F1 fans got a first glimpse of Sebastian Vettel as a Ferrari driver this past weekend as the German completed a day's running in a 2012 car at the team's Fiorano test track.
In one of the highest profile driver changes in recent memory, the four-time world champion left Red Bull, a company he has been associated with since he was a young teen and made what he has described as a "fairytale" move to Maranello.
While his former team blocked him from making a public début with the Italian team at last week's post-season test in Abu Dhabi, we didn't have to wait too long to see Vettel don the red overalls for the first time.
On his first trip to the Ferrari headquarters as a member of the team on Saturday, he stepped behind the wheel of the F2012 at Fiorano and the next day Italian media reported that the German had been faster than the man he replaces, the seemingly McLaren-bound Fernando Alonso.
Crossing the Fiorano fence
Speaking after his first test behind the wheel of a Prancing Horse, Vettel reminisced over the time he went to Fiorano as a young boy to watch his hero Michael Schumacher drive in the cold of winter and how special the feeling was to be the man this generation of Ferrari fans went and perched over the fence to watch.
“Obviously it's been a fantastic day to come here,” he told the official Ferrari website. “I remember I've been here a long time ago as a little child, driving through Maranello and trying to look over the fence, so to be here officially as part of the team felt fantastic.
“Obviously, it's already winter time so it was quite cold doing some laps but it was a great feeling, it is always enjoyable to be in the car and, again, looking back to the years when I was 11 or 12, trying to look over the fence and trying to see a glimpse of Michael running on the track, well, today I was the one running and saw the tifosi around."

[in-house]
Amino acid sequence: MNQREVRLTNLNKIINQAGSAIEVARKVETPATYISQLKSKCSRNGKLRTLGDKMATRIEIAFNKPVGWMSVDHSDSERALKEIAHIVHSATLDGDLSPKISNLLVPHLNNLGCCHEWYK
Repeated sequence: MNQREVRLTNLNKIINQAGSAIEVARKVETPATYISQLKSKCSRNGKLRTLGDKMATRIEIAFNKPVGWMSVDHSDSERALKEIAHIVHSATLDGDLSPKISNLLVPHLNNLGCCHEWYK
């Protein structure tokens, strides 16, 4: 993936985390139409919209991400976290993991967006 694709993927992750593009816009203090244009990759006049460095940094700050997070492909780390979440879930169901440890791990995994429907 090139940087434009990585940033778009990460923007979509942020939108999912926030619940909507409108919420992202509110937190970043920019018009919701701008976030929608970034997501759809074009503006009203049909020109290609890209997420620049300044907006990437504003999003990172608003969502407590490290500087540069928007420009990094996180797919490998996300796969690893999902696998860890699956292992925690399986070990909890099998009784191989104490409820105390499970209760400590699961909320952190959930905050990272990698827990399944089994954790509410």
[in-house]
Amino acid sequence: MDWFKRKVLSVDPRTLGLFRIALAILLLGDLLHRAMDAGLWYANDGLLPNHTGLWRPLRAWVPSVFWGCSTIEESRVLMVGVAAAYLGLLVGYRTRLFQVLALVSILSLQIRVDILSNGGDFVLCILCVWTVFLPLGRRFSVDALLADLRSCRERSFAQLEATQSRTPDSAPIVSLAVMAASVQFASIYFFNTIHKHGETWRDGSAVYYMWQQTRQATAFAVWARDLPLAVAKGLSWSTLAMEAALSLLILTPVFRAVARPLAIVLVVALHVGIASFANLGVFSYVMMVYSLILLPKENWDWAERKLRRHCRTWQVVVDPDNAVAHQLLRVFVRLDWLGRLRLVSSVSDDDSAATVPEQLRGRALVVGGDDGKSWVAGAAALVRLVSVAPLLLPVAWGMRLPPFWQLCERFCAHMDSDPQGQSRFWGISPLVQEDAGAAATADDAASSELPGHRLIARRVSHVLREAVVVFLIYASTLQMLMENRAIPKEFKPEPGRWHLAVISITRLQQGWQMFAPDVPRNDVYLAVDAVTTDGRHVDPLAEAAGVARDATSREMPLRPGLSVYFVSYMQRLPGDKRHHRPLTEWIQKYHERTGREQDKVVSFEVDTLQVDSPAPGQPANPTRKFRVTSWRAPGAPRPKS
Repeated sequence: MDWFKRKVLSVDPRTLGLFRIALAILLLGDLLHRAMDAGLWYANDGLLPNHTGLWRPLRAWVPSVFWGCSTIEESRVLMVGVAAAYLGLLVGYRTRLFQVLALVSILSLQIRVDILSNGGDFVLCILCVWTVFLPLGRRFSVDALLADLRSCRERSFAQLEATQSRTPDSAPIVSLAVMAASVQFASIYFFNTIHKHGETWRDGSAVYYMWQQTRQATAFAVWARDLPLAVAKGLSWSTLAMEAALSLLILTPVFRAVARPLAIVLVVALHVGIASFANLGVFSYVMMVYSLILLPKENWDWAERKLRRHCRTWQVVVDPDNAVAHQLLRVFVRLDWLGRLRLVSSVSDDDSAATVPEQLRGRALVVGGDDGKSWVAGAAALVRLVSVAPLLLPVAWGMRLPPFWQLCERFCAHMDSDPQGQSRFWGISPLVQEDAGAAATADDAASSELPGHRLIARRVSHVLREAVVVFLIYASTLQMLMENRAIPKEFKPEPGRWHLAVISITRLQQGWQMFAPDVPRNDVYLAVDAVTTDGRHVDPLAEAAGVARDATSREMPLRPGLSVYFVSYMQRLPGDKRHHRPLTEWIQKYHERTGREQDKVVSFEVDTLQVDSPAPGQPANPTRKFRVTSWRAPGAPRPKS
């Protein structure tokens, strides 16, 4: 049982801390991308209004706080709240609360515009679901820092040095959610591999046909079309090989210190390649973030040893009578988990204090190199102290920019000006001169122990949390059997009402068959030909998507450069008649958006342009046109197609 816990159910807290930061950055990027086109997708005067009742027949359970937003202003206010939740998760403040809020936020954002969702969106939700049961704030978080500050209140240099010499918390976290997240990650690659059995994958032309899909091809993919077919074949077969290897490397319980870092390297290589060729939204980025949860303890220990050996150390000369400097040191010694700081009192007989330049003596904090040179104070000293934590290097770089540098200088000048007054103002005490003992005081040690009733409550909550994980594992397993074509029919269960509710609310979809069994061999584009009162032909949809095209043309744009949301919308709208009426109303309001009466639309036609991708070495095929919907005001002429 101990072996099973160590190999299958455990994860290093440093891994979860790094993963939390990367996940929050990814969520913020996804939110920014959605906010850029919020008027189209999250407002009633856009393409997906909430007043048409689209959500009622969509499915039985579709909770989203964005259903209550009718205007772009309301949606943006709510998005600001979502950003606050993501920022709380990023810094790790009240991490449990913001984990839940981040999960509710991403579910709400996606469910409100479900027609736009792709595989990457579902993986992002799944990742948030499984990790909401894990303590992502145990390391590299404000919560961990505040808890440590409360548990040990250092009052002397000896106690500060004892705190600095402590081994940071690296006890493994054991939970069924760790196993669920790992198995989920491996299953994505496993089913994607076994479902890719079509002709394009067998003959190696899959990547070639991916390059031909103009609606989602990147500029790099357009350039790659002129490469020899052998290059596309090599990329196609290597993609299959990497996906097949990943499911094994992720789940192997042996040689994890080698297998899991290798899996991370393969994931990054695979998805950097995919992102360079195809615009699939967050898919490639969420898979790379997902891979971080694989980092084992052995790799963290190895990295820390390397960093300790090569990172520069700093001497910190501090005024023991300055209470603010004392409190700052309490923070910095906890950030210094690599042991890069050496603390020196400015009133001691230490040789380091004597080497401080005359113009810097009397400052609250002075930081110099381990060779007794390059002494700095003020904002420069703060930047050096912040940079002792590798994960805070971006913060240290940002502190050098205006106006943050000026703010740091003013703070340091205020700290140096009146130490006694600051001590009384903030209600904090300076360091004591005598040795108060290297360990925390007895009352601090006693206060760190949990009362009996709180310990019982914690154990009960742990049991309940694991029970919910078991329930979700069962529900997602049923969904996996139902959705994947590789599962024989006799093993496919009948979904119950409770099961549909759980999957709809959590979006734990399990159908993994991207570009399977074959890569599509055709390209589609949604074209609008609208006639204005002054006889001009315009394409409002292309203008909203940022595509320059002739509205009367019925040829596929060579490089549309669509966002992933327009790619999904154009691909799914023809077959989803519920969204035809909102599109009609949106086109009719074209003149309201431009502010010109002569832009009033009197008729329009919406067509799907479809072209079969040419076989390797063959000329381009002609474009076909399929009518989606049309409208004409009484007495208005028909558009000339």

Adapting to his new surroundings
For Vettel, however, the day was about much more than nostalgia as he prepares for one of the biggest challenges in his racing career, the 27-year-old said how the day had given him more motivation to try and haul a limping Ferrari team back to the top in F1.
“The possibility to drive the car and get to know the team was a unique experience," he added.
"Obviously it's a very different colour for me, everybody is dressed in red, everything is red, but it's really something special and I'm very much looking forward to the challenge that we took on for the next years.”
Ferrari move dividing opinion
There is a wide spectrum of opinion about Vettel's decision to leave the team he achieved so much success with and move to a team that has struggled to match expectation ever since the rule changes in 2009 and failed to take advantage of the new engine formula this year.
The much publicised falling out between Fernando Alonso and those in charge at Ferrari have also altered people's views as to whether it is a wise move for a man still in the peak of his career.
The thing is, however, the timing was really right for all sides involved, Alonso had clearly lost patience and lost favour at Ferrari while Vettel was ready for a fresh challenge after four years of domination - and the arrival of Daniel Ricciardo - at Red Bull.
Fresh face, fresh impetus?
The arrival of a new face at Maranello could have the effect a new star player has at a football team and lift the entire group of people at Ferrari.
My biggest concern now, however, was the decision to fire Marco Mattiacci, a man who was beginning to implement a more modern approach as to how the team operated and replace him with Maurizio Arrivabene someone, who has a lot of experience in F1, but may not have the same hunger to change things that Mattiacci had.
Ferrari were inferior in all areas to Mercedes this year and that is something that will not change overnight.
Vettel's chance to answer critics
It does give Vettel the chance, however, to answer those questions as to just how good he is when he isn't in a perfectly suited car.
This was only highlighted by his struggles against Ricciardo at Red Bull this year and while he may be at a new team, I'm sure that won't alter Sebastian's negative view on the current V6 turbo hybrid power units.
Just to add to what expected of him at Ferrari, he's replacing a man who was a master of getting the most and even a little more out of whatever car he was given and decimated Kimi Raikkonen in 2014.
Therefore if Vettel wants to answer those critics he needs to match Alonso at least in terms of performances, the Spaniard became known as the man who always finished fifth and the man who will take the number five next year, should be aiming for that given Mercedes, Red Bull, McLaren and Williams are all expected to be at a similar if not higher level.
Can the honeymoon last?
While he may be enjoying his dream move for now, when the hard work really begins in February with pre-season testing only then will Vettel get a sense of the task that awaits him, think of it like a newly married couple, the honeymoon is always great but its maintaining that seem feeling for the months and years to come that will be crucial as to how it works out.